(Post adapted from this twitter thread.)
This week, GitHub released results from a survey it did regarding the “attitudes, experiences, and backgrounds of those who use, build, and maintain open source software.” Of 5,500 responses from 3,800 open source repositories, only 3% of responses were from women.
Also this week, GitHub announced an all-male speaker roster for its upcoming ElectronConf and then promptly postponed due to negative feedback about the line up. The original roster is no longer available, replaced for the time-being with the following message:
“We published a list of speakers that does not reflect the standards to which we hold ourselves. We will be postponing this event until we can deliver a more diverse slate of speakers.”
It also appears the twitter account for the conference (@electronconf) has been switched to private.
How could this happen? How could an organization that appears to be working so hard to improve with regard to diversity and inclusion let such an embarrassing and totally preventable thing happen? Easily. Leadership isn’t truly committed to enacting change.
How can I say this without having any insider knowledge? Because I’ve seen it happen at other organizations. And I’ve studied organizational change and have learned it’s very difficult. It requires leadership be entirely committed to change and act accordingly.
I think we’ve all noticed how many diversity-minded folks GitHub has hired over the last two years or so. While I’m always happy when colleagues and acquaintances receive an exciting career opportunity, it makes me a bit nervous when an organization known to be problematic makes a bunch of hires like GitHub did. One way to quiet your critics, after all, is to hire them! And there’s a ripple benefit to this, too. Other people watching think, “Oh, GitHub hired so-and-so, maybe they can finally get their act together now.” Plus you don’t want to make someone you care about feel like shit by criticizing their employer and possibly their work, so you temper what you say.
Unfortunately simply hiring prominent diversity folks doesn’t actually solve systemic organizational issues. Those skilled in diversity & inclusion can help plan and guide improvements, but leadership has to do the hard emotional labor. And so, unless leadership is committed to change, if you come aboard to work on D&I or any other kind of major change, you are very unlikely to succeed. You might be able to make small improvements here and there, and even release some great product features. But wholesale organization change? No.
(A really good resource for learning more about this, particularly how you can make the most of being an individual contributor, is Who Really Matters: Core Group Theory and I wrote about it here.)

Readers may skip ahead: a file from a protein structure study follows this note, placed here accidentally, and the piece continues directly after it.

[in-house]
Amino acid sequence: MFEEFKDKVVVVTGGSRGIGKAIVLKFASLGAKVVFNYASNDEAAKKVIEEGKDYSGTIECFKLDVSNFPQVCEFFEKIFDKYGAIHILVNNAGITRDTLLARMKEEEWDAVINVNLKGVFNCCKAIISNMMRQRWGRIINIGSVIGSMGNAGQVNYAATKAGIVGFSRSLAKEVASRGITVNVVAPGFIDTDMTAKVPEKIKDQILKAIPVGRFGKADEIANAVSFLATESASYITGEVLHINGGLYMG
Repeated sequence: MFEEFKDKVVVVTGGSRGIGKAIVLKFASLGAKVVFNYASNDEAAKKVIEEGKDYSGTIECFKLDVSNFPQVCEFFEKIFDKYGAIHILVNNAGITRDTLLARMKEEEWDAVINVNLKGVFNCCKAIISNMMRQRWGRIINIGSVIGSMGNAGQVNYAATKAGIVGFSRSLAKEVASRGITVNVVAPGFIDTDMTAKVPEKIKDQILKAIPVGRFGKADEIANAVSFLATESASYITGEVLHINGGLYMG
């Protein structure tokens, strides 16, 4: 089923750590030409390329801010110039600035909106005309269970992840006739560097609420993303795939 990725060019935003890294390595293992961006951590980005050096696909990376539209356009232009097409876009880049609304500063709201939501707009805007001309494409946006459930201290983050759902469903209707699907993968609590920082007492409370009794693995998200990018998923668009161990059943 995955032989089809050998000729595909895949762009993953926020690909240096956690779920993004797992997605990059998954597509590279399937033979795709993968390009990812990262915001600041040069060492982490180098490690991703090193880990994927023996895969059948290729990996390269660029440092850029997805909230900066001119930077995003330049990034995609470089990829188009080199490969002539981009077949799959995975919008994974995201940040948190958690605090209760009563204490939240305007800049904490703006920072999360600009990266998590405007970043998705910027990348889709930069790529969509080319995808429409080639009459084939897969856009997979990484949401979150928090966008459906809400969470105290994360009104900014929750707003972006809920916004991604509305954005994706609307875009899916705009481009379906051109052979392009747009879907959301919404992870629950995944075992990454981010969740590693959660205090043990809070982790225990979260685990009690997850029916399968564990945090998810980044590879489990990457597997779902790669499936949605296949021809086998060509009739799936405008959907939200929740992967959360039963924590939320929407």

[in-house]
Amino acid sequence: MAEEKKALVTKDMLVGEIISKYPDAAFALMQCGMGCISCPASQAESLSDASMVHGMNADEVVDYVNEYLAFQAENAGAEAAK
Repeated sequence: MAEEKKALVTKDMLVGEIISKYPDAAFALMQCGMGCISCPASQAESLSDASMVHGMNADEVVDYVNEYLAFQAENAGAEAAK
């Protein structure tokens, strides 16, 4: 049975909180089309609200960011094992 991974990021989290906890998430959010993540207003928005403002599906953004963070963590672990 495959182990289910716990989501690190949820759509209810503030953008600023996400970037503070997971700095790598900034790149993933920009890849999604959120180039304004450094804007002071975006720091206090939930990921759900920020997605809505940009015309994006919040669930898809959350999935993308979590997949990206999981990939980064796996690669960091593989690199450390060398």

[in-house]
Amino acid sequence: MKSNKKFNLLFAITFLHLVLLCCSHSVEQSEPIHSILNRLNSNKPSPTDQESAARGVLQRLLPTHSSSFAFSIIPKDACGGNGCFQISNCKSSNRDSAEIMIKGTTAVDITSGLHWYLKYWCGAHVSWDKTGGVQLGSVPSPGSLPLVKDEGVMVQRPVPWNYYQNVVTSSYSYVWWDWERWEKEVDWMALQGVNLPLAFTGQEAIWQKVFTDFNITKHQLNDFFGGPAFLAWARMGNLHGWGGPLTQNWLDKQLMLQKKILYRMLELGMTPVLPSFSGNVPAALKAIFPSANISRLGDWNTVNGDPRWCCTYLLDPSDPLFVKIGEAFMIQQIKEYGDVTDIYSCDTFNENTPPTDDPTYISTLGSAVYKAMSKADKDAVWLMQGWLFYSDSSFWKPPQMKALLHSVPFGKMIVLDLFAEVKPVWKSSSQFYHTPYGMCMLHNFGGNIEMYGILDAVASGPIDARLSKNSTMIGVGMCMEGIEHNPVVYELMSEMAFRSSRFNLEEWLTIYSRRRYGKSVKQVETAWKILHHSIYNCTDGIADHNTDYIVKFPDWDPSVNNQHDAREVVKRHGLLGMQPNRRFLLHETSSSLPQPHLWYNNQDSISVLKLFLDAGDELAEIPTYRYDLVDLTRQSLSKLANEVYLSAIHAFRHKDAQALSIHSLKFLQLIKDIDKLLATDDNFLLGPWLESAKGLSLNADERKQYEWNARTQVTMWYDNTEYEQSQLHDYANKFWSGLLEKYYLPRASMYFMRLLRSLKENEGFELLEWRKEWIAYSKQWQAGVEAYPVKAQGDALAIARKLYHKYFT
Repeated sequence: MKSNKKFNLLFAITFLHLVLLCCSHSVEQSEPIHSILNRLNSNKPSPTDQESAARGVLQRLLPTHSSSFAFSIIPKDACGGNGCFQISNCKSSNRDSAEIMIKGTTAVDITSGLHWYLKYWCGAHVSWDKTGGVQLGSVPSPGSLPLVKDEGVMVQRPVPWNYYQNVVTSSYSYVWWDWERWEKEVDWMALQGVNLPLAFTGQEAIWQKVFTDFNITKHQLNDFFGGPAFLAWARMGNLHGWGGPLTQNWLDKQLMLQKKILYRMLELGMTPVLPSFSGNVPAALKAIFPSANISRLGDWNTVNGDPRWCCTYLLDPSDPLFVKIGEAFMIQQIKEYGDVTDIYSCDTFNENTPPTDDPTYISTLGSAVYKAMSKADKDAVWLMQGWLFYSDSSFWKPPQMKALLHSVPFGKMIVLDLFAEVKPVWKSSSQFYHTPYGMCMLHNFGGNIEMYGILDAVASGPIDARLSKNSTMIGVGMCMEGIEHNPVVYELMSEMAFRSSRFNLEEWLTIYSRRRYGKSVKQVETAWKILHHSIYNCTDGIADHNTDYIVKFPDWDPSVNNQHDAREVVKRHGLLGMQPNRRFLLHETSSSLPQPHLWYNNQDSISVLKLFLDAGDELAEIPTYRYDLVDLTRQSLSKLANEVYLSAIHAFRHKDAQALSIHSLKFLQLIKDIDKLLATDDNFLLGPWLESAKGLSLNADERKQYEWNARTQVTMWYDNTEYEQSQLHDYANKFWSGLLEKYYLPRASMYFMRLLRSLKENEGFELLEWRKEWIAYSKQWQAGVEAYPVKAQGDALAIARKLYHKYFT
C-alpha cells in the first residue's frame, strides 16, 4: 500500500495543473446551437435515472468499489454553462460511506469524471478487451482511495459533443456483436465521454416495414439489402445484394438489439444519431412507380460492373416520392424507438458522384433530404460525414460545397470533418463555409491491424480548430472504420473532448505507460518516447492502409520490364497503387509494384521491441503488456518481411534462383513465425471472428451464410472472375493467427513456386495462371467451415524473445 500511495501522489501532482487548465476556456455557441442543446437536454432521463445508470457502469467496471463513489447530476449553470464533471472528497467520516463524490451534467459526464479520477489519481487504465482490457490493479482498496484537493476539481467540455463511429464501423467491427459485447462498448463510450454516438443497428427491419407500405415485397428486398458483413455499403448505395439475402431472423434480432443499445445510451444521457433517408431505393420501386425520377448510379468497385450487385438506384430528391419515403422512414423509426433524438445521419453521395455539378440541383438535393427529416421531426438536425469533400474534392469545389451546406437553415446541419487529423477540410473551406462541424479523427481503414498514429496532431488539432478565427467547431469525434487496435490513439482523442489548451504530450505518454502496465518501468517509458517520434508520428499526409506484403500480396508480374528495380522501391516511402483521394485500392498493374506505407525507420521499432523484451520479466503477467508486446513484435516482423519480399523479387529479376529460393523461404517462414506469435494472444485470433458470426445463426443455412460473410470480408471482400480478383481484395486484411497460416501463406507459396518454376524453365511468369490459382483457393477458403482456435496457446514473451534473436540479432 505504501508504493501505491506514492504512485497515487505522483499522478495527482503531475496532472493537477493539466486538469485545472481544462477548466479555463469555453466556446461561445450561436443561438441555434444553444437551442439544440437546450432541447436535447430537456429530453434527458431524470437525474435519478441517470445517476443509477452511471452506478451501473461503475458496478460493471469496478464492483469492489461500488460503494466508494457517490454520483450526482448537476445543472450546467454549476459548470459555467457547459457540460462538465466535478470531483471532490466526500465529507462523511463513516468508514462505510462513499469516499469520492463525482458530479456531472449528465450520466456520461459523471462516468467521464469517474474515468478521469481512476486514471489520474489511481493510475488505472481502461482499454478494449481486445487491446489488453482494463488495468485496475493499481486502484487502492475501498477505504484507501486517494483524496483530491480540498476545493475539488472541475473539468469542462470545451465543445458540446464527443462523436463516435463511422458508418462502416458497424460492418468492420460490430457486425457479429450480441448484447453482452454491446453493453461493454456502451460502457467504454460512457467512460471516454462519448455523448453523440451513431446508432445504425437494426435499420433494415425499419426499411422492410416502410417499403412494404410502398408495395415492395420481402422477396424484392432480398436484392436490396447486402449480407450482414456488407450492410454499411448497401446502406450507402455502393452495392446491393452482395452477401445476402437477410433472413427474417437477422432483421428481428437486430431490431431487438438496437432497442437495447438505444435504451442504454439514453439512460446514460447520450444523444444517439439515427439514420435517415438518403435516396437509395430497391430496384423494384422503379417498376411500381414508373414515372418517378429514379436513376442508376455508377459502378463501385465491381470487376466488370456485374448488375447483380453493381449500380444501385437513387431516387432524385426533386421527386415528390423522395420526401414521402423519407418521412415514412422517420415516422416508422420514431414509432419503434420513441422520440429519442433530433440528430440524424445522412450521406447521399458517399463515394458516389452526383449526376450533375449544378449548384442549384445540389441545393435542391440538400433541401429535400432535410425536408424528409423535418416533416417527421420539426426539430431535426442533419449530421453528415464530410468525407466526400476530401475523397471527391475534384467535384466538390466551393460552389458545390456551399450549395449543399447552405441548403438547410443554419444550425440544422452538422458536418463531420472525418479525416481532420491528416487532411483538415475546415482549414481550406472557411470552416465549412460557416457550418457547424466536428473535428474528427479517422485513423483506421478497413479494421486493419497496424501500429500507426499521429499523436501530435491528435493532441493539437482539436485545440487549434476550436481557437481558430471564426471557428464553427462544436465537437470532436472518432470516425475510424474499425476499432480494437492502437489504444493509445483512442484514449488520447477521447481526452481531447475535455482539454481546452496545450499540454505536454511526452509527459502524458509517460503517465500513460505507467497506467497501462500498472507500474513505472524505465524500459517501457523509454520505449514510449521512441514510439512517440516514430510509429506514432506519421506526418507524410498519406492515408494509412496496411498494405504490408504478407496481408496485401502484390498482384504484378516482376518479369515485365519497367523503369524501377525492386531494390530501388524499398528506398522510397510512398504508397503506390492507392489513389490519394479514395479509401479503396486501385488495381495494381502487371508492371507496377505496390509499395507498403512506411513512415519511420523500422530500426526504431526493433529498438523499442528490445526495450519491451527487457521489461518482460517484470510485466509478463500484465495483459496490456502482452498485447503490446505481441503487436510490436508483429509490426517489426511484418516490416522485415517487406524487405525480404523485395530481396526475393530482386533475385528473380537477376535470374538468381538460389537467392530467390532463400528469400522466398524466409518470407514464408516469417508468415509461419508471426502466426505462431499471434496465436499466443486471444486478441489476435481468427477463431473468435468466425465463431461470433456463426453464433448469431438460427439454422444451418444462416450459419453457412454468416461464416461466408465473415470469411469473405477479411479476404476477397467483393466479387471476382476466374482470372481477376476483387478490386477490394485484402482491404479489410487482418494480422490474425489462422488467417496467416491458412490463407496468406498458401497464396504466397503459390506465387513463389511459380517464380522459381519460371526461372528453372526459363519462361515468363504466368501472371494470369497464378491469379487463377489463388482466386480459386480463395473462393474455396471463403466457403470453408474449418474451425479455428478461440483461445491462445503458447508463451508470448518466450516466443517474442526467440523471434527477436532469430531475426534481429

I know this from experience because I’ve been that senior hire at a prominent OSS company who hasn’t been allowed to do anything of real impact.
After nearly four years of one frustrating thing after another, what finally got me to quit Mozilla was this: In a planning meeting for the developer conference (View Source) that I was tasked with producing, the team organizing logistics, in response to me saying I was assembling an accessibility guide for them to follow, said something like “we don’t need an accessibility guide because we’re reasonable people.” This from the same team that had not a single accessibility-related item on their venue selection checklist. No one else present at the meeting, including my manager, said anything. Except for me, of course. I was livid. Having finally realized I would never get passed the hubris Mozilla engenders across its entire organization, I quit a few hours later.
I mention this because I think it speaks to how an organization like GitHub could so publicly and embarrassingly fail on diversity & inclusion and not realize it until it’s pointed out by external folks. Many people think that addressing the systemic issues required for improving diversity & inclusion is about being a good or reasonable person. It is absolutely not. It is about committing to change. To listening and learning, far outside of your comfort zone and doing that over and over again. It’s about bringing in subject-matter experts when needed and supporting them appropriately. It’s about identifying and getting rid of the people in your organization who obstruct change, even if they are ‘nice’ or even (especially) someone you personally like.
Lastly, I want to say: Don’t give GitHub any accolades for “admitting” it’s mistake and postponing ElectronConf. Postponing an annual event that’s six weeks away from happening is a major kind of fail. It jerks everybody around. GitHub selecting and announcing an all-male speaker line-up is not a coincidence or an accident. Diversity and inclusion, like security and UX, is not something you think about at the end of the product development process. Rather, it has to be a priority and an integral part of the conference planning process from the beginning. Whatever led to GitHub publishing the line up they did relates to systemic issues present throughout the development and planning of their conference. Any response that fails to speak to those issues and how they will be addressed rings hollow.